1988 NBA Finals - Lakers Defeat Pistons

The 1988 NBA Finals was the championship round of the 1987–88 NBA season.

One of Los Angeles Lakers head coach Pat Riley's most famous moments came when he promised the crowd a repeat championship during the Lakers' 1986-87 championship parade in downtown Los Angeles. With every team in the league now gunning for them, the Los Angeles Lakers still found a way to win, taking their seventh consecutive Pacific Division title. While the 1988 Lakers did not produce as many wins in the regular season as the 1987 Lakers, they were just as successful in the playoffs, becoming the first team in 20 years to repeat as champions. The Lakers met the physical Detroit Pistons in the 1988 NBA Finals.
One of Piston guard Isiah Thomas' career-defining performances came in Game 6. Despite badly twisting his ankle midway through the period, Thomas scored a still-NBA Finals record 25 third quarter points, as Detroit fell valiantly, 103-102, to the Lakers at the Forum.
Thomas was still hot enough to pump in 10 first half points in Game 7, as Detroit built a 5 point lead. In the 3rd quarter, the Lakers, inspired by Finals MVP James Worthy and Byron Scott (14 3rd quarter points), exploded as they built a 10-point lead entering the final period. The lead swelled to 15 before Detroit mounted a furious 4th-quarter rally, trimming the lead to 2-points on several occasions. Still several Detroit miscues enabled the Lakers to escape with a 108-105 victory.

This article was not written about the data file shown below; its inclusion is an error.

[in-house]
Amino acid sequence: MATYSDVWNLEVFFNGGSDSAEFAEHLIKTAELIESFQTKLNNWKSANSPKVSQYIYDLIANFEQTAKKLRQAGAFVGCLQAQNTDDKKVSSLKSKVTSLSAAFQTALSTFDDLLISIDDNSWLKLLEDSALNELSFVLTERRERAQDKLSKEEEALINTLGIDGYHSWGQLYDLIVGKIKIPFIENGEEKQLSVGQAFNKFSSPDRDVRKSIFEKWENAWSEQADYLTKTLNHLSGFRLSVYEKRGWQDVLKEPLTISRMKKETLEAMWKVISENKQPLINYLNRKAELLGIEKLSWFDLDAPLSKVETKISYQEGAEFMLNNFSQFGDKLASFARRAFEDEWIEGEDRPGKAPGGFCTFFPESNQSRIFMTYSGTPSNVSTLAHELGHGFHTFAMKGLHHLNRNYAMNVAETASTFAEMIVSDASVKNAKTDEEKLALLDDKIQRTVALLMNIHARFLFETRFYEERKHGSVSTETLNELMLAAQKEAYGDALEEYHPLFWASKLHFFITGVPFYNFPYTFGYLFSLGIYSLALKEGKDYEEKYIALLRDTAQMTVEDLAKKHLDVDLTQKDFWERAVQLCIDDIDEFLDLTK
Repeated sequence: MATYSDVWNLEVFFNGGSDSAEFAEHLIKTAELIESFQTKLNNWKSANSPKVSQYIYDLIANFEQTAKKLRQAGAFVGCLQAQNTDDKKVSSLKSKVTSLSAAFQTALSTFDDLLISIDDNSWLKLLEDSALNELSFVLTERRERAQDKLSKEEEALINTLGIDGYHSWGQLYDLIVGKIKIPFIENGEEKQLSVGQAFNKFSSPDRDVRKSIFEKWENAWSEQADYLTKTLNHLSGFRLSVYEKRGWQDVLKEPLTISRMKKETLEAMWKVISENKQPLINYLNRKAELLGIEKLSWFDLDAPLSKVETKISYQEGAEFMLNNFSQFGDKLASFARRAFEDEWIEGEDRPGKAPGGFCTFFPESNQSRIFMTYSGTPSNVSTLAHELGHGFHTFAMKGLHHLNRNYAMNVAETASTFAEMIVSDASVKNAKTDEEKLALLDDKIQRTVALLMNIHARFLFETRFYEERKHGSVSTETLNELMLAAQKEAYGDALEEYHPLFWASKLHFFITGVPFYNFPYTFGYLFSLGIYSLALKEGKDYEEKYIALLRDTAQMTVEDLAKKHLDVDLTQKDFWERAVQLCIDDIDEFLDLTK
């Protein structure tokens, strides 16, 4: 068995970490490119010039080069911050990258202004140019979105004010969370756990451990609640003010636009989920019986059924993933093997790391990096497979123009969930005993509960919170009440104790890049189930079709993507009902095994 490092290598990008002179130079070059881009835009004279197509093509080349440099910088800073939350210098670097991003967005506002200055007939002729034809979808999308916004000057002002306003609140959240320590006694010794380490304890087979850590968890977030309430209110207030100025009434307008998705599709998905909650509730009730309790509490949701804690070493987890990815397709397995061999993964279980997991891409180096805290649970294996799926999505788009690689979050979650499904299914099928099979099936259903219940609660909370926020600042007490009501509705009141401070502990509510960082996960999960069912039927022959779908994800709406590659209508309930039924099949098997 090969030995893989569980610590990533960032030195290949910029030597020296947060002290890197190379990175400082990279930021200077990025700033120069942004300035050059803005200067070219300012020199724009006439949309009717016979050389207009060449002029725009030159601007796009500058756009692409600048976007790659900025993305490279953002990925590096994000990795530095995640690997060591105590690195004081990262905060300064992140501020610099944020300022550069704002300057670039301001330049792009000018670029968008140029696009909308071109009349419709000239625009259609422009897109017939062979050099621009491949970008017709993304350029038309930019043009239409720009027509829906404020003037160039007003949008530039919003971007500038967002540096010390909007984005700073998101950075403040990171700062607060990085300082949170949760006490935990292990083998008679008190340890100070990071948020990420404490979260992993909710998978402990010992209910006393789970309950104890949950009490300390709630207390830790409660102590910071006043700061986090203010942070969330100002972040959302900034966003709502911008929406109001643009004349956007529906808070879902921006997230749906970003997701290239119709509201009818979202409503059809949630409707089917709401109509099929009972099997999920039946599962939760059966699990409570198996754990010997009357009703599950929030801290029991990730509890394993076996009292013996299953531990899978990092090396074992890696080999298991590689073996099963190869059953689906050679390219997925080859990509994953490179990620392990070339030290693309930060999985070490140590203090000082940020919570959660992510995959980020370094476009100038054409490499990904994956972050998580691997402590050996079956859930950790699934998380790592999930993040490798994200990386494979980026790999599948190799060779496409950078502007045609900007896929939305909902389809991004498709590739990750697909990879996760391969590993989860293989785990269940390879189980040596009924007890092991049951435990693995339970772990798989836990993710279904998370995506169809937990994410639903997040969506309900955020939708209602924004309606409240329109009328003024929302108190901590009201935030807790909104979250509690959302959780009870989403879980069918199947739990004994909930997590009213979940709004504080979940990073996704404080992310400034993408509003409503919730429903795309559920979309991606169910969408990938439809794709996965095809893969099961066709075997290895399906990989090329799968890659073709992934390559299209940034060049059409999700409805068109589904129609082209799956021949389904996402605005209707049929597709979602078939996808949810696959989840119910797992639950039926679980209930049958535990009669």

The Los Angeles Lakers defeated the Detroit Pistons four games to three in the best-of-seven NBA Finals series to conclude the 1987-88 season. It was the second consecutive championship for the Lakers, and the fifth in nine seasons.

The Pistons were making their first Finals appearance since 1956, when the team was based in Fort Wayne, Ind. It was also their first Finals appearance as an Eastern Conference team; the Fort Wayne Pistons were based in the Western Division.

James Worthy won the NBA Finals MVP award, becoming the fifth different Lakers player to win the award (Jerry West, Wilt Chamberlain, Magic Johnson, Kareem Abdul-Jabbar).

The Lakers had home-court advantage for the finals. The Lakers swept the two regular-season meetings between the teams.